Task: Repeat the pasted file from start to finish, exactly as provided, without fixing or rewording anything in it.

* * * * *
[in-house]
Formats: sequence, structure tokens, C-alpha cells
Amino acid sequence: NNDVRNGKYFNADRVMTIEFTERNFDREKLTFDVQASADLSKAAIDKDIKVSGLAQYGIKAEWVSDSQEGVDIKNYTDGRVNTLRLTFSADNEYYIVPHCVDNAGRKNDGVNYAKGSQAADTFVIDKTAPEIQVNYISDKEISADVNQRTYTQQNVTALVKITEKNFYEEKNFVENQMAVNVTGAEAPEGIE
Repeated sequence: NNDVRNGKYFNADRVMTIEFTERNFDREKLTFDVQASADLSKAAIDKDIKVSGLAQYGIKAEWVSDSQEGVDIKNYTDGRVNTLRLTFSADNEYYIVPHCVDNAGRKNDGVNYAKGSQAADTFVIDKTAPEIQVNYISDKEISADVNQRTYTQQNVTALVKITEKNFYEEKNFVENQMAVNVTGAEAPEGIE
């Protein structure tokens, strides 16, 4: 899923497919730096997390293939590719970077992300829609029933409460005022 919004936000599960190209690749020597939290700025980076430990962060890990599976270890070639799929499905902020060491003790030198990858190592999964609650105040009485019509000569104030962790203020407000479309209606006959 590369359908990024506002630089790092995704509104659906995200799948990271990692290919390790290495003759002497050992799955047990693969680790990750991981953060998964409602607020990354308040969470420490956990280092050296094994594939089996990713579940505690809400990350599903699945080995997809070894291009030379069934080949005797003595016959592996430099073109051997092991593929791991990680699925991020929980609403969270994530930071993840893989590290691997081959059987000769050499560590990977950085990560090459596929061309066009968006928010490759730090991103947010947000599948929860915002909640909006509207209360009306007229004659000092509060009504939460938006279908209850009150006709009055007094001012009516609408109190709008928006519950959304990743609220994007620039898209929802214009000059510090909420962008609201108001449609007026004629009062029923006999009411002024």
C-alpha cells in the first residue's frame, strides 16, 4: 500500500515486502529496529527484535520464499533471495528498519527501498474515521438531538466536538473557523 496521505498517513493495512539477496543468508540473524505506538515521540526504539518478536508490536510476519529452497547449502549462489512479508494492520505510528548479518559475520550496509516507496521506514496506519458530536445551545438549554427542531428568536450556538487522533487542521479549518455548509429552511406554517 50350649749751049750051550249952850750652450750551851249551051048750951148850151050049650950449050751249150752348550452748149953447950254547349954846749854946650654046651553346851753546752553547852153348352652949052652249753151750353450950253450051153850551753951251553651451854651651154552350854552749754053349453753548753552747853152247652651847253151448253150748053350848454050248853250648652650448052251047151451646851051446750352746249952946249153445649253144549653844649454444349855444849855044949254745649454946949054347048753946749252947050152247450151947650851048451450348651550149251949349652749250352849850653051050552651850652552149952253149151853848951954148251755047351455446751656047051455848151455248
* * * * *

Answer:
[in-house]
Formats: sequence, structure tokens, C-alpha cells
Amino acid sequence: NNDVRNGKYFNADRVMTIEFTERNFDREKLTFDVQASADLSKAAIDKDIKVSGLAQYGIKAEWVSDSQEGVDIKNYTDGRVNTLRLTFSADNEYYIVPHCVDNAGRKNDGVNYAKGSQAADTFVIDKTAPEIQVNYISDKEISADVNQRTYTQQNVTALVKITEKNFYEEKNFVENQMAVNVTGAEAPEGIE
Repeated sequence: NNDVRNGKYFNADRVMTIEFTERNFDREKLTFDVQASADLSKAAIDKDIKVSGLAQYGIKAEWVSDSQEGVDIKNYTDGRVNTLRLTFSADNEYYIVPHCVDNAGRKNDGVNYAKGSQAADTFVIDKTAPEIQVNYISDKEISADVNQRTYTQQNVTALVKITEKNFYEEKNFVENQMAVNVTGAEAPEGIE
């Protein structure tokens, strides 16, 4: 899923497919730096997390293939590719970077992300829609029933409460005022 919004936000599960190209690749020597939290700025980076430990962060890990599976270890070639799929499905902020060491003790030198990858190592999964609650105040009485019509000569104030962790203020407000479309209606006959 590369359908990024506002630089790092995704509104659906995200799948990271990692290919390790290495003759002497050992799955047990693969680790990750991981953060998964409602607020990354308040969470420490956990280092050296094994594939089996990713579940505690809400990350599903699945080995997809070894291009030379069934080949005797003595016959592996430099073109051997092991593929791991990680699925991020929980609403969270994530930071993840893989590290691997081959059987000769050499560590990977950085990560090459596929061309066009968006928010490759730090991103947010947000599948929860915002909640909006509207209360009306007229004659000092509060009504939460938006279908209850009150006709009055007094001012009516609408109190709008928006519950959304990743609220994007620039898209929802214009000059510090909420962008609201108001449609007026004629009062029923006999009411002024």
C-alpha cells in the first residue's frame, strides 16, 4: 500500500515486502529496529527484535520464499533471495528498519527501498474515521438531538466536538473557523 496521505498517513493495512539477496543468508540473524505506538515521540526504539518478536508490536510476519529452497547449502549462489512479508494492520505510528548479518559475520550496509516507496521506514496506519458530536445551545438549554427542531428568536450556538487522533487542521479549518455548509429552511406554517 50350649749751049750051550249952850750652450750551851249551051048750951148850151050049650950449050751249150752348550452748149953447950254547349954846749854946650654046651553346851753546752553547852153348352652949052652249753151750353450950253450051153850551753951251553651451854651651154552350854552749754053349453753548753552747853152247652651847253151448253150748053350848454050248853250648652650448052251047151451646851051446750352746249952946249153445649253144549653844649454444349855444849855044949254745649454946949054347048753946749252947050152247450151947650851048451450348651550149251949349652749250352849850653051050552651850652552149952253149151853848951954148251755047351455446751656047051455848151455248